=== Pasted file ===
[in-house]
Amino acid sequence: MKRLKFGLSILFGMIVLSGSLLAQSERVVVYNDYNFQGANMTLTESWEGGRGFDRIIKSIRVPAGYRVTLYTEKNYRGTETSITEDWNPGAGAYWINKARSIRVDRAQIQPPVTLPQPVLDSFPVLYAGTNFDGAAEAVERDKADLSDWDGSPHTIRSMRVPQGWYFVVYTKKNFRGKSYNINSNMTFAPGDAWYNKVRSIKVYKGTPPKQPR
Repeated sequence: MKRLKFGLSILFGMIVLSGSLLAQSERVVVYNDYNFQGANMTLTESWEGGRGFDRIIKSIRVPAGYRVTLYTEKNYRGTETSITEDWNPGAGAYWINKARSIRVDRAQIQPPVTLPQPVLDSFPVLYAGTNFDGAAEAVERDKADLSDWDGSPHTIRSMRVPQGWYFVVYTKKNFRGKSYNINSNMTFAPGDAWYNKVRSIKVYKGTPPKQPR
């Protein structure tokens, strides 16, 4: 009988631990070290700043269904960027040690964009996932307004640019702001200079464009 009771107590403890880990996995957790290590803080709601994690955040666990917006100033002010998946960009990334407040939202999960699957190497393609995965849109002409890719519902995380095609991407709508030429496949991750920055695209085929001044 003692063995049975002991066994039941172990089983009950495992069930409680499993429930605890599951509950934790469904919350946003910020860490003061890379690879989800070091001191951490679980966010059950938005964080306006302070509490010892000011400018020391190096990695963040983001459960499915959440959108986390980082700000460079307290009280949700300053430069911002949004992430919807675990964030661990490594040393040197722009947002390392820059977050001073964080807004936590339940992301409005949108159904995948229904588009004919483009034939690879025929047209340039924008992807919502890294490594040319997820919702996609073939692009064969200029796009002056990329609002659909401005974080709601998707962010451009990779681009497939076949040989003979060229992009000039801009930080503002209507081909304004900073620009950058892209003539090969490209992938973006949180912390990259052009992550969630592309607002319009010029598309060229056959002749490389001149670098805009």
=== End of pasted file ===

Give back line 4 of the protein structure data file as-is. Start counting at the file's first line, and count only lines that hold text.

């Protein structure tokens, strides 16, 4: 009988631990070290700043269904960027040690964009996932307004640019702001200079464009 009771107590403890880990996995957790290590803080709601994690955040666990917006100033002010998946960009990334407040939202999960699957190497393609995965849109002409890719519902995380095609991407709508030429496949991750920055695209085929001044 003692063995049975002991066994039941172990089983009950495992069930409680499993429930605890599951509950934790469904919350946003910020860490003061890379690879989800070091001191951490679980966010059950938005964080306006302070509490010892000011400018020391190096990695963040983001459960499915959440959108986390980082700000460079307290009280949700300053430069911002949004992430919807675990964030661990490594040393040197722009947002390392820059977050001073964080807004936590339940992301409005949108159904995948229904588009004919483009034939690879025929047209340039924008992807919502890294490594040319997820919702996609073939692009064969200029796009002056990329609002659909401005974080709601998707962010451009990779681009497939076949040989003979060229992009000039801009930080503002209507081909304004900073620009950058892209003539090969490209992938973006949180912390990259052009992550969630592309607002319009010029598309060229056959002749490389001149670098805009």